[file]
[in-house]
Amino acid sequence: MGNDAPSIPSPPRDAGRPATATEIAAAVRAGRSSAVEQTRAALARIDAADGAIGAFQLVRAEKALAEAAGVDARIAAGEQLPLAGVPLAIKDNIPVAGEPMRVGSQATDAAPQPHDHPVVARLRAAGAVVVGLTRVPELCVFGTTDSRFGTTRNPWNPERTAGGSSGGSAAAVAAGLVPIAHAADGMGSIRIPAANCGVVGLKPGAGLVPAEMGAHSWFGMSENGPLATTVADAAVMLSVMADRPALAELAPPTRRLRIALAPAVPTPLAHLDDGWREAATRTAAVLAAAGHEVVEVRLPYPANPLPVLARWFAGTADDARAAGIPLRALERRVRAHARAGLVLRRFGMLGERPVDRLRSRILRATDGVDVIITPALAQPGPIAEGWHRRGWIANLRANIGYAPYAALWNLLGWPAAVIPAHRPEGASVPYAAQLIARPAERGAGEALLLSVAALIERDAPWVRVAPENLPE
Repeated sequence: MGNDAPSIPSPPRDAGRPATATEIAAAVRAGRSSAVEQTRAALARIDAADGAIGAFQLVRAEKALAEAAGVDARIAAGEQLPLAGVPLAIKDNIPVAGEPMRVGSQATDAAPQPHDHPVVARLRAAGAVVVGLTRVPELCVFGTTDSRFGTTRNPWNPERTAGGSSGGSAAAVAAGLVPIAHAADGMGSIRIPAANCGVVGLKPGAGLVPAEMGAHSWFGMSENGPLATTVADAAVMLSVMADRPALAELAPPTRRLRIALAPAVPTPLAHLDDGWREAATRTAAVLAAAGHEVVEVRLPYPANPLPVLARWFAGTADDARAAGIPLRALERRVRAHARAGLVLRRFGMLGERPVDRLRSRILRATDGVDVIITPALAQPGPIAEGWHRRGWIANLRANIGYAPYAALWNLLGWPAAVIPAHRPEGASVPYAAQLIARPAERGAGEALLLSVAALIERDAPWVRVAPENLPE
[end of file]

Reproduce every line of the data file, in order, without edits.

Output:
[in-house]
Amino acid sequence: MGNDAPSIPSPPRDAGRPATATEIAAAVRAGRSSAVEQTRAALARIDAADGAIGAFQLVRAEKALAEAAGVDARIAAGEQLPLAGVPLAIKDNIPVAGEPMRVGSQATDAAPQPHDHPVVARLRAAGAVVVGLTRVPELCVFGTTDSRFGTTRNPWNPERTAGGSSGGSAAAVAAGLVPIAHAADGMGSIRIPAANCGVVGLKPGAGLVPAEMGAHSWFGMSENGPLATTVADAAVMLSVMADRPALAELAPPTRRLRIALAPAVPTPLAHLDDGWREAATRTAAVLAAAGHEVVEVRLPYPANPLPVLARWFAGTADDARAAGIPLRALERRVRAHARAGLVLRRFGMLGERPVDRLRSRILRATDGVDVIITPALAQPGPIAEGWHRRGWIANLRANIGYAPYAALWNLLGWPAAVIPAHRPEGASVPYAAQLIARPAERGAGEALLLSVAALIERDAPWVRVAPENLPE
Repeated sequence: MGNDAPSIPSPPRDAGRPATATEIAAAVRAGRSSAVEQTRAALARIDAADGAIGAFQLVRAEKALAEAAGVDARIAAGEQLPLAGVPLAIKDNIPVAGEPMRVGSQATDAAPQPHDHPVVARLRAAGAVVVGLTRVPELCVFGTTDSRFGTTRNPWNPERTAGGSSGGSAAAVAAGLVPIAHAADGMGSIRIPAANCGVVGLKPGAGLVPAEMGAHSWFGMSENGPLATTVADAAVMLSVMADRPALAELAPPTRRLRIALAPAVPTPLAHLDDGWREAATRTAAVLAAAGHEVVEVRLPYPANPLPVLARWFAGTADDARAAGIPLRALERRVRAHARAGLVLRRFGMLGERPVDRLRSRILRATDGVDVIITPALAQPGPIAEGWHRRGWIANLRANIGYAPYAALWNLLGWPAAVIPAHRPEGASVPYAAQLIARPAERGAGEALLLSVAALIERDAPWVRVAPENLPE